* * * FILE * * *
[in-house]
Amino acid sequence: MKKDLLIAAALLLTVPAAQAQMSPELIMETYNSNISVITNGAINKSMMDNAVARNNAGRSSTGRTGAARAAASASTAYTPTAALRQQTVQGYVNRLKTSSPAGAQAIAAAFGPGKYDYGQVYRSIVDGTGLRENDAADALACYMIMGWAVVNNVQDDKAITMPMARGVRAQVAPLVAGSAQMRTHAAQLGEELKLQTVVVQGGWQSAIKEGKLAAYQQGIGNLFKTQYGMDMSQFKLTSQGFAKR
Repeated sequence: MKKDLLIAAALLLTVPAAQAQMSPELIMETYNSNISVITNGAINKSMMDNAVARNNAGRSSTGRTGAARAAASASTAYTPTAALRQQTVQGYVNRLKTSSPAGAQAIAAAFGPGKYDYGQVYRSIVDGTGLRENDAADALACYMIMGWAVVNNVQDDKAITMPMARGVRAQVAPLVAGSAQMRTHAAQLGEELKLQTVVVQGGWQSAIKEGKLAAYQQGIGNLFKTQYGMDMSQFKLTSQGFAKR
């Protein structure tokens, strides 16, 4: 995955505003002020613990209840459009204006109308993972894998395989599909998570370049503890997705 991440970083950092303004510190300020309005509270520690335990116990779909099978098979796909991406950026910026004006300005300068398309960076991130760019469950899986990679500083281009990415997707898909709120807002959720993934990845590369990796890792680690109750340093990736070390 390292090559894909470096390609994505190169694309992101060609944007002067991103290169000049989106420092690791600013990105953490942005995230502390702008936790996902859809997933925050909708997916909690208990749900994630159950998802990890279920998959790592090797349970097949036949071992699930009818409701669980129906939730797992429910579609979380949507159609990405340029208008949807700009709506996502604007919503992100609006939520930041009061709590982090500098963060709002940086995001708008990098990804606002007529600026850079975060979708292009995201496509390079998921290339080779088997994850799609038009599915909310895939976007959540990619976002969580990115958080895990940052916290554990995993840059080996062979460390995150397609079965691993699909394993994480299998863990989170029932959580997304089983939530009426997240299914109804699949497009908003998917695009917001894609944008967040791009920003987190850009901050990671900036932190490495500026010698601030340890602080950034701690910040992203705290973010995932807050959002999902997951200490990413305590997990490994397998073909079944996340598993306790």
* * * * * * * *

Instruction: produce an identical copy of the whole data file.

[in-house]
Amino acid sequence: MKKDLLIAAALLLTVPAAQAQMSPELIMETYNSNISVITNGAINKSMMDNAVARNNAGRSSTGRTGAARAAASASTAYTPTAALRQQTVQGYVNRLKTSSPAGAQAIAAAFGPGKYDYGQVYRSIVDGTGLRENDAADALACYMIMGWAVVNNVQDDKAITMPMARGVRAQVAPLVAGSAQMRTHAAQLGEELKLQTVVVQGGWQSAIKEGKLAAYQQGIGNLFKTQYGMDMSQFKLTSQGFAKR
Repeated sequence: MKKDLLIAAALLLTVPAAQAQMSPELIMETYNSNISVITNGAINKSMMDNAVARNNAGRSSTGRTGAARAAASASTAYTPTAALRQQTVQGYVNRLKTSSPAGAQAIAAAFGPGKYDYGQVYRSIVDGTGLRENDAADALACYMIMGWAVVNNVQDDKAITMPMARGVRAQVAPLVAGSAQMRTHAAQLGEELKLQTVVVQGGWQSAIKEGKLAAYQQGIGNLFKTQYGMDMSQFKLTSQGFAKR
């Protein structure tokens, strides 16, 4: 995955505003002020613990209840459009204006109308993972894998395989599909998570370049503890997705 991440970083950092303004510190300020309005509270520690335990116990779909099978098979796909991406950026910026004006300005300068398309960076991130760019469950899986990679500083281009990415997707898909709120807002959720993934990845590369990796890792680690109750340093990736070390 390292090559894909470096390609994505190169694309992101060609944007002067991103290169000049989106420092690791600013990105953490942005995230502390702008936790996902859809997933925050909708997916909690208990749900994630159950998802990890279920998959790592090797349970097949036949071992699930009818409701669980129906939730797992429910579609979380949507159609990405340029208008949807700009709506996502604007919503992100609006939520930041009061709590982090500098963060709002940086995001708008990098990804606002007529600026850079975060979708292009995201496509390079998921290339080779088997994850799609038009599915909310895939976007959540990619976002969580990115958080895990940052916290554990995993840059080996062979460390995150397609079965691993699909394993994480299998863990989170029932959580997304089983939530009426997240299914109804699949497009908003998917695009917001894609944008967040791009920003987190850009901050990671900036932190490495500026010698601030340890602080950034701690910040992203705290973010995932807050959002999902997951200490990413305590997990490994397998073909079944996340598993306790």